Irreconciliation Thoughts by Sylvia Broome, Sweet Auburn Ave Community Facilitator
I’m walking with my youth group and we’re on a trip to Atlanta. We’ve seen some sights and are just leaving the Martin Luther King Jr. Center. We’re on our way to the CNN Center for lunch and to look around.
We’re walking up Auburn Avenue, the street where the American Civil Rights movement began. Giants of the movement, Dr. King, Ralph David Abernathy, John Wesley Dobbs and Ella Joe Baker lived and worked on this street. We saw the pictures at the King Center and read the stories. We met Park Rangers who shared the history of the Civil Rights movement.
It was interesting, but it was long ago. It was history and this trip was not supposed to be school. I was looking forward to seeing the CNN Center and the other fun things to do here in Atlanta.
Before we walked our leaders told us not to talk to anyone on the street. Don’t even look at them, they are dangerous and will ask you for money if you do. We’re a group of white students and all the people around are black. They do look dangerous, and even our leaders are nervous. We walk quickly with our heads down.
There’s a few men on the sidewalk in front of a store which has a big yellow bicycle in front of it. I wonder what that’s about, but I don’t dare ask. The sidewalk is narrow and we push past. We won’t look or even say hi, we push past and keep walking. That’s what we’ve been told to do.
Up ahead I see a group of people stranding around a truck. What are they doing? Why are they there? There’s a white lady and two black men. There’s a black woman there, too. Why is the white lady there? Is she in trouble? Does she need help?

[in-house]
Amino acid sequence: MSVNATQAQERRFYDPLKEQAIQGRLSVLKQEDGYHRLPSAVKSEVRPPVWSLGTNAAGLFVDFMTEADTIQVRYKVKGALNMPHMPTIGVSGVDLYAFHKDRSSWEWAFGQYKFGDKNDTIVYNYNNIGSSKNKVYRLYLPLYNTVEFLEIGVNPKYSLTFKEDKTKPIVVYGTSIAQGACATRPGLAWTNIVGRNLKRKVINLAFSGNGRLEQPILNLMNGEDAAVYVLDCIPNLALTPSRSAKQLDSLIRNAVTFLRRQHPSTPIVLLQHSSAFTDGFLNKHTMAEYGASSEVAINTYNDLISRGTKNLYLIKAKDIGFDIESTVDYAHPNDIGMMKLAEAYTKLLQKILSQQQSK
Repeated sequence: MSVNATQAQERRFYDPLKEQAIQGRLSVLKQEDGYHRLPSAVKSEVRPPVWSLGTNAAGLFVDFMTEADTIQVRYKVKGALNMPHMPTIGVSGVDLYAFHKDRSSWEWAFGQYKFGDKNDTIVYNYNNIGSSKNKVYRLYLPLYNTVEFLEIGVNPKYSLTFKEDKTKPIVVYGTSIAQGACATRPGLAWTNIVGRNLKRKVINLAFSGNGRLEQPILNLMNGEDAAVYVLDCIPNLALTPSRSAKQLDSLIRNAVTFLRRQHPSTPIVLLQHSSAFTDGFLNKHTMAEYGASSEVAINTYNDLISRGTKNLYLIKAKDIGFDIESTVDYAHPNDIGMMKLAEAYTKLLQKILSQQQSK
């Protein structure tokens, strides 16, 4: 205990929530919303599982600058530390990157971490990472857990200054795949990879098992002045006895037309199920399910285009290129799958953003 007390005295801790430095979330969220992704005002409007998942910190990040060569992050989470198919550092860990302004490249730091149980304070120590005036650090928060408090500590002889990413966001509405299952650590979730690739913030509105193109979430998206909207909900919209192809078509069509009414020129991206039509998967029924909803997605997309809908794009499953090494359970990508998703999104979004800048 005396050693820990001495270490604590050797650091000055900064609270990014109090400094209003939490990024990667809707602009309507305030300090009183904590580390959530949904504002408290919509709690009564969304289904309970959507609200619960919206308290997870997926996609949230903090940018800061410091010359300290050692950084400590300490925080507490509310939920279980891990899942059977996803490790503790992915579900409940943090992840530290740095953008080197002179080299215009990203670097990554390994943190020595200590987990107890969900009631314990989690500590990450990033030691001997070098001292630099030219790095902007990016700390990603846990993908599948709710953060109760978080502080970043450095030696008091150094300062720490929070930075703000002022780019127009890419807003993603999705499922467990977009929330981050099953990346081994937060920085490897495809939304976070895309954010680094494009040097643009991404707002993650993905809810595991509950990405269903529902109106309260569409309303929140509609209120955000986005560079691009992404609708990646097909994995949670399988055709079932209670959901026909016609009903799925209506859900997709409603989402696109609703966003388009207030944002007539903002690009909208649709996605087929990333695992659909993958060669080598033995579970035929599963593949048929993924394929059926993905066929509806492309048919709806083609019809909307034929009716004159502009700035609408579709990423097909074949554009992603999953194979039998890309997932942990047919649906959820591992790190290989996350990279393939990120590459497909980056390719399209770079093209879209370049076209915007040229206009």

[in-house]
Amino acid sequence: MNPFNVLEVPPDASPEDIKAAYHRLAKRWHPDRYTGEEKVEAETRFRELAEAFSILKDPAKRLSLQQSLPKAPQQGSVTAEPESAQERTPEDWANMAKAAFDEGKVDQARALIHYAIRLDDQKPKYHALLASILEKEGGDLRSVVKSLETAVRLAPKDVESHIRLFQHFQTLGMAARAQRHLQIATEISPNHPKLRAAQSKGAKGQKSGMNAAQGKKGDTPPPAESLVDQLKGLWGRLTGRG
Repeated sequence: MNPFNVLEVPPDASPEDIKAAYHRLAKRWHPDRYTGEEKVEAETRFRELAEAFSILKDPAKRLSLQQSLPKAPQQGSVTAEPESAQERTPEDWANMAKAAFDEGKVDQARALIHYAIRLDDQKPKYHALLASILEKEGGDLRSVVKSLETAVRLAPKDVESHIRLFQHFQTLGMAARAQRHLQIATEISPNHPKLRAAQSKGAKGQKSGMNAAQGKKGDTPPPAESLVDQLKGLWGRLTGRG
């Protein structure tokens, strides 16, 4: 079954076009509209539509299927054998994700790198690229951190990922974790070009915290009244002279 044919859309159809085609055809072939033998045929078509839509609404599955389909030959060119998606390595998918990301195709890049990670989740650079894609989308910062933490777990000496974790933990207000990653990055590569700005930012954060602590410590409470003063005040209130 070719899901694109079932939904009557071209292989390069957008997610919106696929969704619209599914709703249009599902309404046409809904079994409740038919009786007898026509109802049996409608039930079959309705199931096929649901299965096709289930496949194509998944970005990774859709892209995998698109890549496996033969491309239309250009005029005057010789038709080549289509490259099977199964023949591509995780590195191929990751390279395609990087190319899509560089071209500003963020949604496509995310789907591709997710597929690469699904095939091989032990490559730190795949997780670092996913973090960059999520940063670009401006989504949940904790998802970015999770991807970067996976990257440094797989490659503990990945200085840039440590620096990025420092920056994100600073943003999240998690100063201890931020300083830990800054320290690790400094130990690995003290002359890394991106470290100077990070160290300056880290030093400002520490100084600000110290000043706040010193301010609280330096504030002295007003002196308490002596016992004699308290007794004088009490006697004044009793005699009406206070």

As we pass, one of the men calls out to us. He says hi several times, but we keep walking. It’s what we’ve been told to do. He’s really big and has a loud voice. He keeps saying hi and asks were we are going. Finally, I say, “CNN Center” but I keep my head down and keep moving. I notice that some of the kids are looking at the group of people, but no one speaks. They just look and keep walking. That’s what we have been told to do.
Finally, the man calls out, “What, are you afraid of me?” Our leaders stare, but they don’t talk and walk quickly by. Soon, we are out of this dangerous area and we can relax. There are people around, people like us, sitting in the parks and restaurants, enjoying lunch. We all can breathe again, the danger is passed.
We walk to the CNN Center, laughing and talking to each other. We smile and say hi to those on the street. Our leaders are relaxed and happy. The danger we faced as we walked from the Martin Luther King Center, the birthplace of the American Civil Rights Movement to the CNN Center, the heart of the downtown Atlanta tourist district is gone.
We don’t have to keep our heads down and walk quickly past those we meet.
They are safe.
They are like us.